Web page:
If you receive a House Repossession Notice Consider a Fast House Sale
What is a House Repossession Notice?
The first time you go to court, you’ll find out whether or not your lender has succeeded in taking out a house repossession notice, or house repossession order, on your home. Luckily, courts rarely grant repossession orders on the first hearing however it does happen especially if you are not in court. The law usually feels that granting a repossession order straight off is too harsh. So it is usually used as a last resort, in cases where there’s no chance the borrower can put things right.
House repossession notice: Repossession Order or Suspended Order?
In most cases the judge will grant a suspended order.
• If you’ve been given a suspended repossession order, you can stay in your home but you must abide by the court’s ruling. This tends to involve repaying your arrears on time, in full, over an agreed timescale;
• If the court feels you are unlikely to repay your arrears in a reasonable amount of time, then a repossession notice is the most likely outcome. In this case the court will give you a date on which, by law, you have to leave the property;
Either way, the sooner you take action the better chance you have of avoiding actual repossession. The process below gives you plenty of opportunities to put things right.
The Repossession Notice process explained
House repossession notice Payment Reminder
Repossessions are bad publicity, and your bank or financial lender will be keen to continue a good relationship with you. After all, you’re a customer. Most mortgage lenders will contact you via their internal arrears collection unit when they notice a missed payment. If not after one missed payment, they’ll be in touch after two.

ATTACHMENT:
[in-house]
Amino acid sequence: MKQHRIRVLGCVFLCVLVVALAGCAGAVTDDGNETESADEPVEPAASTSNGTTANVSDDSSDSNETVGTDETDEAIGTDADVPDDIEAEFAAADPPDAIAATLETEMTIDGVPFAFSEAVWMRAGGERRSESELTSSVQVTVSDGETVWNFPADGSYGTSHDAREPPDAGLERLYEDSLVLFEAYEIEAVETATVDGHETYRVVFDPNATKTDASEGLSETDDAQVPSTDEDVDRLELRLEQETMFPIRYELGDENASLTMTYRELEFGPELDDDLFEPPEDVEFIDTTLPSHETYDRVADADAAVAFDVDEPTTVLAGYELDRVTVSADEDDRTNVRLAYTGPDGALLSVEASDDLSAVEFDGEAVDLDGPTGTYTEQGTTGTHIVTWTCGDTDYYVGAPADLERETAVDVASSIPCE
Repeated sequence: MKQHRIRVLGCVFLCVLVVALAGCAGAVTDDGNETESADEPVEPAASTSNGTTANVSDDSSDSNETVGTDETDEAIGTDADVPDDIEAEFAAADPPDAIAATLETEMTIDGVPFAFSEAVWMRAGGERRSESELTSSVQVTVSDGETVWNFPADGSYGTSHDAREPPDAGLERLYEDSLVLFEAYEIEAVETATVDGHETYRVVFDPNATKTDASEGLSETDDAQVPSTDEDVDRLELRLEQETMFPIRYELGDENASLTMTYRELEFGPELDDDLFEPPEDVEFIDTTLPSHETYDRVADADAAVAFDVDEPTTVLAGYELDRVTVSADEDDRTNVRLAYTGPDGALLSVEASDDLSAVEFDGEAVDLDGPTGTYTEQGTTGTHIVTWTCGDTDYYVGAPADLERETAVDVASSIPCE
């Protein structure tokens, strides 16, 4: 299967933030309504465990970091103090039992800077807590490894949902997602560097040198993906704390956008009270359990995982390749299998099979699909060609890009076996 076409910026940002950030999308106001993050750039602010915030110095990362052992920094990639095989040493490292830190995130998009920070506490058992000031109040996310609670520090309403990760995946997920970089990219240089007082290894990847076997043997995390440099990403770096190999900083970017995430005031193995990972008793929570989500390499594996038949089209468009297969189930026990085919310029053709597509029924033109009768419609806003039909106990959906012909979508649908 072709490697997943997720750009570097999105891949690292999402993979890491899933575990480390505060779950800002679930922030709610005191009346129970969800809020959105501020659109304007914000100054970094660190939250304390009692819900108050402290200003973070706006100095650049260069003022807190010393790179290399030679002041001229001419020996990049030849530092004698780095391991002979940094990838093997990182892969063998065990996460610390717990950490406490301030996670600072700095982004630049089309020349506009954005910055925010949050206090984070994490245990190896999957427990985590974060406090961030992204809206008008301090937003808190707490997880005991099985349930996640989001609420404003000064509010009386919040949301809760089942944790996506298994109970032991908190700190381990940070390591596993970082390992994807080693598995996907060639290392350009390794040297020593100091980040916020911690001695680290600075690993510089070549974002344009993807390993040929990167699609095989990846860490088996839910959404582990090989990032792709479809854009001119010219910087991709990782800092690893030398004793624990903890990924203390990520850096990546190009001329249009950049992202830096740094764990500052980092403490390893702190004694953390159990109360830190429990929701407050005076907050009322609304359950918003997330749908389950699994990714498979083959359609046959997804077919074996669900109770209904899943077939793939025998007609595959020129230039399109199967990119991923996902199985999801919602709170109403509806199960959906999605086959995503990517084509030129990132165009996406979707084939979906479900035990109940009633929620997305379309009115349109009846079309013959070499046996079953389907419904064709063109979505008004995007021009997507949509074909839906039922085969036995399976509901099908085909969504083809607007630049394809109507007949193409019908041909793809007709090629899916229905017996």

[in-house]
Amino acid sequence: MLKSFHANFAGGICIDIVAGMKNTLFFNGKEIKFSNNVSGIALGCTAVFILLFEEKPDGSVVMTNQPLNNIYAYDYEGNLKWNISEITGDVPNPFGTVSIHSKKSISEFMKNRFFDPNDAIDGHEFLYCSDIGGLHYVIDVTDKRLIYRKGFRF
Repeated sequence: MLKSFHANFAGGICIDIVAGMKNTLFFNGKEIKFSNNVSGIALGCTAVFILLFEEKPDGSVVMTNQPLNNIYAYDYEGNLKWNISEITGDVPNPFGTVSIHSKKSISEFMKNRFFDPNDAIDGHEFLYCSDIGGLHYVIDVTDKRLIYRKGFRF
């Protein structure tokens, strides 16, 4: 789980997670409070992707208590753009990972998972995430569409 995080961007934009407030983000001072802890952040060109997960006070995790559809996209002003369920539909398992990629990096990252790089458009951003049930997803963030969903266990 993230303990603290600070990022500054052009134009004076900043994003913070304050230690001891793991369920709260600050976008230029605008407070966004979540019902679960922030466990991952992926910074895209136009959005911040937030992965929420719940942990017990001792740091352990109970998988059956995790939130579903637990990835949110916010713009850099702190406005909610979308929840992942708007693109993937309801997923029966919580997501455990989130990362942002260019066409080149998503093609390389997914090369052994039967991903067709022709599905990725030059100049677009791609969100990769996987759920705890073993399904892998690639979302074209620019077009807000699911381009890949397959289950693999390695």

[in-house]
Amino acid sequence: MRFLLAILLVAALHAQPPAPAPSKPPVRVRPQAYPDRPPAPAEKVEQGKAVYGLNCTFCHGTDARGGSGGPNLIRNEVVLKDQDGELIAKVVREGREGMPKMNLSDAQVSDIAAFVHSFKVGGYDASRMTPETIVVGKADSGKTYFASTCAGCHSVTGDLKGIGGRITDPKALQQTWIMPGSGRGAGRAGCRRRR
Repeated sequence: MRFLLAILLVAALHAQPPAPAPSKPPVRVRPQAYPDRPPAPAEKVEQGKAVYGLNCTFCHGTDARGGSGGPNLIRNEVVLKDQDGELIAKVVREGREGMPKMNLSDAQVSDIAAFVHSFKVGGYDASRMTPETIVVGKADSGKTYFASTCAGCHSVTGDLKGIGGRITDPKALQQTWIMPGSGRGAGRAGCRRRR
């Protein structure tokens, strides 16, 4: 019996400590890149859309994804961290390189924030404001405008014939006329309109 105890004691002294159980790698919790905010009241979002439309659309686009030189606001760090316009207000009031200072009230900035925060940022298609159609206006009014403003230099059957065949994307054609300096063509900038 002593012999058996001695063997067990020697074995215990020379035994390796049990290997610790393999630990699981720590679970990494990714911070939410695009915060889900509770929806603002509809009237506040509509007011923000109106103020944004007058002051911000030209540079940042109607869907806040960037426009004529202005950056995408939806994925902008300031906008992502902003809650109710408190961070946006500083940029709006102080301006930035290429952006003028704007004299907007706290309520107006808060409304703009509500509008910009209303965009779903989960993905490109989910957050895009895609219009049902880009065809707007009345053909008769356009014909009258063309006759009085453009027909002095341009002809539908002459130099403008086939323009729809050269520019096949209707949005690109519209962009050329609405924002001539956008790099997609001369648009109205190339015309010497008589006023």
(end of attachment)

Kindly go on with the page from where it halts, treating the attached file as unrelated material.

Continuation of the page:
If you don’t repay your arrears, or ignore their attempts to contact you, they’ll get in touch via their solicitor. The letter will demand full, immediate payment and it’ll warn you about the risk of repossession.
Proceedings for House Repossession
The solicitor will issue house repossession notice proceedings with the County Court. The Court gets details of your arrears then sets a hearing date.
• If there’s information outstanding or you don’t turn up, the hearing is adjourned and the court will set a new date.
• If you have repaid your arrears completely before the hearing, it’ll be dismissed or indefinitely adjourned.
• If you agree a plan to repay your arrears the Court will probably be happy to grant a suspended possession order.
• Otherwise, the court will make a house repossession order or house repossession notice. This means the lender can take repossession of the property, generally just 28 days later.
For more information please contact a local solicitor, you may be able to have a no obligation chat about the process which may help you to start organising your fight and finances.